‘A young soul full of dreams and hopes’

Niranjan Shrungavarapu, president of the Telugu Association of North America, told CNN that Kandula was from the Kurnool district of Andhra Pradesh, India, and spoke Telugu. The group helped bring his remains back to India in January, he said.

According to the school, Kandula came to the United States in 2021 to pursue a master’s degree in information systems in the College of Engineering at Northeastern University’s Seattle campus. She will graduate in December.

“A young soul full of dreams and hopes, Jahnavi came to the United States with aspirations of earning her master’s degree and becoming a symbol of support for her family,” the association said in a statement to its Seattle community and members. “His future was a shining light, which was brutally extinguished.”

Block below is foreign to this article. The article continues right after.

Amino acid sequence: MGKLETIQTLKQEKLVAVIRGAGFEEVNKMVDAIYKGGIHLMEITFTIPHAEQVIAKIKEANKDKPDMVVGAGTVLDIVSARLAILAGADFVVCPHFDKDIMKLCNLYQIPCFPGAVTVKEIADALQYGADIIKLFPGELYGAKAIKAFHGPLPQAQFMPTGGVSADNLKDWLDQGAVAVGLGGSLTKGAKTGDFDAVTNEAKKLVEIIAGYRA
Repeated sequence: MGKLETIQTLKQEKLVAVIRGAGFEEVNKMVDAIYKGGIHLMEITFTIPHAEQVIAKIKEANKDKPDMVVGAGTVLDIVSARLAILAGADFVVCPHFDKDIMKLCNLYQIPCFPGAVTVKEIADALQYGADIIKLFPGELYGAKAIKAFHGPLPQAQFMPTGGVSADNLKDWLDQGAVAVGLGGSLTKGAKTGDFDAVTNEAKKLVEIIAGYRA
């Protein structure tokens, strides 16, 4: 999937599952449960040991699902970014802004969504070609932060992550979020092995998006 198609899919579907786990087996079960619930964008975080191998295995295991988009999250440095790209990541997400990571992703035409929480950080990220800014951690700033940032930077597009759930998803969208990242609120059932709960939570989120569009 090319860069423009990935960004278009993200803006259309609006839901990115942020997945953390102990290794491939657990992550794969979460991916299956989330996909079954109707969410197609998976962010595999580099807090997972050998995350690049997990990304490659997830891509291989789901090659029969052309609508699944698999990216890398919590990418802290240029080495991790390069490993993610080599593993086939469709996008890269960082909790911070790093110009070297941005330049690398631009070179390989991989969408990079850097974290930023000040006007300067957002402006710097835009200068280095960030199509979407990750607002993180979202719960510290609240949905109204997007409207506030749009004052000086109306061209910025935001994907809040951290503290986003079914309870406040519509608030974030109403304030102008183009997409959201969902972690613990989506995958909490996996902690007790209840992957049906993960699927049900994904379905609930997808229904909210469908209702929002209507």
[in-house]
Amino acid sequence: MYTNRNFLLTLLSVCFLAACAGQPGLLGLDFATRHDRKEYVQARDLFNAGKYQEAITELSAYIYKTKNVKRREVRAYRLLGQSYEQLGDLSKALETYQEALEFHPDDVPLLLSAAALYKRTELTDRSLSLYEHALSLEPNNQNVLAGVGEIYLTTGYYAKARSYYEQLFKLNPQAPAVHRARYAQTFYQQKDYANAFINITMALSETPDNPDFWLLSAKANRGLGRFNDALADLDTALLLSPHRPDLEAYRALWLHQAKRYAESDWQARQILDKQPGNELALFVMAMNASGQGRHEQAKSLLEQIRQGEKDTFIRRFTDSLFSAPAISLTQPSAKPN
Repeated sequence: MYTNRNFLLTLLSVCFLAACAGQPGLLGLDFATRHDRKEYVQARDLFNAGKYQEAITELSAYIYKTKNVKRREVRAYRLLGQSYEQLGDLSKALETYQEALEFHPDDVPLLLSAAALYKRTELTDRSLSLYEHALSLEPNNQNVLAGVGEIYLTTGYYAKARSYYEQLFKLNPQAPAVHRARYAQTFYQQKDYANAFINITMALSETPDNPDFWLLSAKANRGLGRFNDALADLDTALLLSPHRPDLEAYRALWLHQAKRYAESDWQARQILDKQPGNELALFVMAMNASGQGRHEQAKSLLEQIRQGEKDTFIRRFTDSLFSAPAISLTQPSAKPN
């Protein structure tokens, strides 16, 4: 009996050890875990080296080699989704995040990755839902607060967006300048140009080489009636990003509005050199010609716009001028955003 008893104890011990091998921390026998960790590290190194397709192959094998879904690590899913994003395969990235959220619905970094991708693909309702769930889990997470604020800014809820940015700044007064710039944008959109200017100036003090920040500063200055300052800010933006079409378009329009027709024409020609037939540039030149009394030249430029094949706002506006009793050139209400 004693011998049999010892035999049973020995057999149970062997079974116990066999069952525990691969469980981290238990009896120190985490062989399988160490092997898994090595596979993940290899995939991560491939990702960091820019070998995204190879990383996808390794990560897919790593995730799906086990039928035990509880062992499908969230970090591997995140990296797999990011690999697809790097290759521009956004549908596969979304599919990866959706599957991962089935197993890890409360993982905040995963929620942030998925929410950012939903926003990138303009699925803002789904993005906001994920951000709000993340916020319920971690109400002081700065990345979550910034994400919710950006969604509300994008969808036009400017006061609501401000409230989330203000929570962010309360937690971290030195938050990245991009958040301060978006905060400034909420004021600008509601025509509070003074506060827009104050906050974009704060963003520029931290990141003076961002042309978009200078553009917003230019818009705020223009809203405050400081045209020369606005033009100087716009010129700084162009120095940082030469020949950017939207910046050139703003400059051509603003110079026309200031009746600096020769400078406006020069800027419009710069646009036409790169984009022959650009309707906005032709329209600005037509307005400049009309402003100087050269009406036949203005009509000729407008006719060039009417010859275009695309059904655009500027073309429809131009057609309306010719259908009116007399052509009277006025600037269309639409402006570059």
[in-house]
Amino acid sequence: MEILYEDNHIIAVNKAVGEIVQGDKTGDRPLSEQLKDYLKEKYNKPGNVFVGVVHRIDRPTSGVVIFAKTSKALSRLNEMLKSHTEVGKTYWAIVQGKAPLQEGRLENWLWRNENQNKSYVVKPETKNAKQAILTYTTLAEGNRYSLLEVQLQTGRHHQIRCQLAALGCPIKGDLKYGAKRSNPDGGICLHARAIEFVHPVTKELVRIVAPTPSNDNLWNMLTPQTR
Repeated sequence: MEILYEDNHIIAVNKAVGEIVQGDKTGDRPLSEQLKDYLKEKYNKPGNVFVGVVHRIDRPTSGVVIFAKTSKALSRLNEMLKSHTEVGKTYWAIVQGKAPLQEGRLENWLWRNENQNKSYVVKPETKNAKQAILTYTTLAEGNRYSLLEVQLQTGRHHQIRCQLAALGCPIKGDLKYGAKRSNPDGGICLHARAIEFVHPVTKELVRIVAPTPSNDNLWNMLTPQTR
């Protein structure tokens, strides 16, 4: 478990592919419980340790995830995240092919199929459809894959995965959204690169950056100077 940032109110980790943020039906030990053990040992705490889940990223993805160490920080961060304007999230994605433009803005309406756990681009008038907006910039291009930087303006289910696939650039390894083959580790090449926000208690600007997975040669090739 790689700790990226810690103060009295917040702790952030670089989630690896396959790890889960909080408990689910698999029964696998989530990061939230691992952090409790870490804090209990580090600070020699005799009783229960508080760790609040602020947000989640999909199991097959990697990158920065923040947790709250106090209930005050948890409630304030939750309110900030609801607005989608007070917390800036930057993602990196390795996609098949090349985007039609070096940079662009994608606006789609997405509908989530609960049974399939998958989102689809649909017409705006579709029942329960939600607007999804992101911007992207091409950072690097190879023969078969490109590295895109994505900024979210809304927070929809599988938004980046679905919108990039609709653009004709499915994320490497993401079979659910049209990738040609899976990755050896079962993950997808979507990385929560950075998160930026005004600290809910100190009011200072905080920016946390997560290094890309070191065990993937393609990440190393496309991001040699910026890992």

Ken Lambert/The Seattle Times/AP

On January 29, Jhanvi Kandula’s photo was placed with flowers at the intersection where she was murdered.

On campus, Kandula had shown “tremendous engagement” and everyone “liked her bubbly laugh, sense of humor and infectious personality,” school dean Dave Thurman said shortly after her murder.

The university planned to award the degree posthumously to Kandula and to his family, it said in a statement Thursday. The university’s main campus in Boston hosted a “moment of reflection, remembrance and unity” on Tuesday to honor Kandula’s memory, the school told CNN.

According to CNN affiliate King, a family statement in January said that Kandula “warmed the hearts of everyone he came in contact with.” “He had an innate ability to connect with people from all walks of life.”

“She was the daughter of a single mother who teaches primary school in India,” the statement added. Hopefully he will have “a better future and a better life abroad.”